If there is anyone in the music business to consult about the changing face of R&B, it’s Otis Williams. Born in Texas in 1941, he would go on to be a founding member of The Temptations, the vocal group that defined sixties American music with hits like ‘My Girl’ and ‘Papa was a Rolling Stone’.
The group began performing in a difficult time for black artists in the US, but their career took hold as the first motions of the civil rights movement were tentatively beginning to build momentum and the group speedily rose to become one of the best-selling vocal groups of all time.
Otis is the last founding member of the group to continue performing today, and I was fortunate enough to have the opportunity to ask him for some musical wisdom, all bestowed in that inimitable Detroit drawl.
When asked about what he thought were the issues that R&B artists had to handle today, his immediate response was of no surprise:
“I do not denigrate any of the artists that have aspirations of making it today…but I’m just saying that they don’t have to face what we faced during the sixties and the early seventies.”
Their career, spanning over 50 years, has seen the US move from a segregated and racist society to one in which an African-American has made it to presidency, and Otis describes it movingly:
“We used to have to perform in a place in South Carolina that had a rope right down the centre of the auditorium, blacks on one side and whites on the other side. When we came back to the same place the next year the rope was gone and blacks and whites were sitting side by side enjoying it. If it wasn’t for that we were sweating so bad you would have seen the tears in our eyes…so, you know, it’s a whole other energy thing going on.’’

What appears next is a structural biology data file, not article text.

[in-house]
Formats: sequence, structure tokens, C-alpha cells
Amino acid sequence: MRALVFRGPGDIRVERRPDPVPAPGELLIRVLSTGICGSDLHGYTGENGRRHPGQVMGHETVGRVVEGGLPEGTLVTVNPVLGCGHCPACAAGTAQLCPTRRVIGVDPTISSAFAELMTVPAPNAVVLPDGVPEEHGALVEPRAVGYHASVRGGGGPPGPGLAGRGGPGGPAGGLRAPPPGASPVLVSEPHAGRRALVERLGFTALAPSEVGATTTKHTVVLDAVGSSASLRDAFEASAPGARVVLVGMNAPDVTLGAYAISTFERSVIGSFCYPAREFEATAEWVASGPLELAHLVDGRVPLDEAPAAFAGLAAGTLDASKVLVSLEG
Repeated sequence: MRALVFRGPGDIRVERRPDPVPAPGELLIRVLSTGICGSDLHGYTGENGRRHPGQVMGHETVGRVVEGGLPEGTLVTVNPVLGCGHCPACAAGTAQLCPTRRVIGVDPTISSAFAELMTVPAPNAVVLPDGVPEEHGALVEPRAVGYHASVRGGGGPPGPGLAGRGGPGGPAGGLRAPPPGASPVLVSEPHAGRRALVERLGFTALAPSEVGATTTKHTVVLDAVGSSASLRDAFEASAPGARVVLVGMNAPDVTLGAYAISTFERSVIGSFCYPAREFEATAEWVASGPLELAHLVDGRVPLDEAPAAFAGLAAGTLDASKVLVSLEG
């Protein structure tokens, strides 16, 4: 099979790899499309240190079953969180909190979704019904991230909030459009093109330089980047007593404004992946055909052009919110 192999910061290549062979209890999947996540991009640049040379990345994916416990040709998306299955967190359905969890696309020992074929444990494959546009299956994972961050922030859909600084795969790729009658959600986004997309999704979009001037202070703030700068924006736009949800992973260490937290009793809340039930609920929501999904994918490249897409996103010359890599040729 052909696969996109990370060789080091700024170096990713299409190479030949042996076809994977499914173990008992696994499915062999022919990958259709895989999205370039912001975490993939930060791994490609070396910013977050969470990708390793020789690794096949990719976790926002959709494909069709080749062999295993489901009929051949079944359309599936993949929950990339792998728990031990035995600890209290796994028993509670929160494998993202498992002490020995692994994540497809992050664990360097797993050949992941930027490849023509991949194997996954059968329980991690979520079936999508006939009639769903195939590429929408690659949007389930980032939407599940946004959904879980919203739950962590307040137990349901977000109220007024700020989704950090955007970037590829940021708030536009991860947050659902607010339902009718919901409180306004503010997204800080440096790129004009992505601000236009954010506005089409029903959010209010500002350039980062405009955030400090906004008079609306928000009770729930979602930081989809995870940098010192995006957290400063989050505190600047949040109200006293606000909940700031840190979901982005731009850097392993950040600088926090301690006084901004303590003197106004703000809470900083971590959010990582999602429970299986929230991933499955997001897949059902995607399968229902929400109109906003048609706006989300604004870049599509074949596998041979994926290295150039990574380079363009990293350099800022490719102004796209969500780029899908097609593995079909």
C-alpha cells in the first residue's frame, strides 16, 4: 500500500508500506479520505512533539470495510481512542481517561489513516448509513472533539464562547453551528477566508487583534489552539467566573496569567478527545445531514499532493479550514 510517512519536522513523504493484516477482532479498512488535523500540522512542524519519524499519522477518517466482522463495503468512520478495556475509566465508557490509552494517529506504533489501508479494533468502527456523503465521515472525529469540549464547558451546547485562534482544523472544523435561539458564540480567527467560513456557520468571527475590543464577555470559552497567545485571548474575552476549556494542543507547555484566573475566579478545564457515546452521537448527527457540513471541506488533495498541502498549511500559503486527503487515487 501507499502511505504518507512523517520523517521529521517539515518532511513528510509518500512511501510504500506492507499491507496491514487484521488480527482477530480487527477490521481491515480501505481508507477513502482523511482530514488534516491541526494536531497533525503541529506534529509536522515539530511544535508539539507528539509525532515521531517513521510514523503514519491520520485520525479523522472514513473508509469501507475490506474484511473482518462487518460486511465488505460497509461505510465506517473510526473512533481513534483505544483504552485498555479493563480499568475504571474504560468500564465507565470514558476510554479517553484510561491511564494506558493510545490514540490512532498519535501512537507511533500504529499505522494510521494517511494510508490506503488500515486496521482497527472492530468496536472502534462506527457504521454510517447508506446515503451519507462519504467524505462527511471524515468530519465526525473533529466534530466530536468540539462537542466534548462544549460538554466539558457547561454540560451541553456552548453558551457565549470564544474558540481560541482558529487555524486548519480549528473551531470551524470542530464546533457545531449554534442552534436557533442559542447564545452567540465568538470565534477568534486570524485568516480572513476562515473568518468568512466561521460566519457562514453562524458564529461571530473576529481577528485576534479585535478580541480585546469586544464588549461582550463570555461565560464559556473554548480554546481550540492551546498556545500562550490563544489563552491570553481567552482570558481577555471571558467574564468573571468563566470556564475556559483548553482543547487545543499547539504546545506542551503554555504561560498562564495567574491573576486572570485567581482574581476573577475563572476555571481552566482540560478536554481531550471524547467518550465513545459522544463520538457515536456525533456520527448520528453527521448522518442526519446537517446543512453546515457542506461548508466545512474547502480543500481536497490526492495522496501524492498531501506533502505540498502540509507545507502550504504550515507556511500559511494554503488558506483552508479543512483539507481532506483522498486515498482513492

So, what’s the business like today?
“Now they got the record deals and they make the hit, and how to make that money and keep that money…because you see we’ve had to break down a lot of barriers for artists today to come along and make money quick.’
Here is modern music’s fatal flaw; the groups that managements forge and pump out aimlessly into the stratosphere, the focus groups called in to discuss band names and song titles.Where’s the hard graft and the naturalism of spotty teenagers forming groups in their attics and growing together as they find success? This might speak more for rock music than R&B but R&B, hip hop and rap have all seen the same synthetic prolapse. Female artists get plastic surgery, male artists get toned, and everyone sings about money and sex. It’s a distant cry from the honest reality of Motown love songs. Think about The Temptations’ ‘My Girl’, or Otis Redding’s ‘Try a Little Tenderness’…it’s another world away.
Otis has long been credited as The Temptations’ businessman, so I had to ask him whether it’s important as an artist to have a good mind for business.
“Oh, absolutely, because you see the money is greener now. You see back during the day the companies, you know, were telling us nothing. Now I tell artists, anybody, you write a song? Well, when you gonna publish it? Cause that’s where the money’s made in the copywrighting and publishing of the song. That was unheard of back during the 50s and 60s.”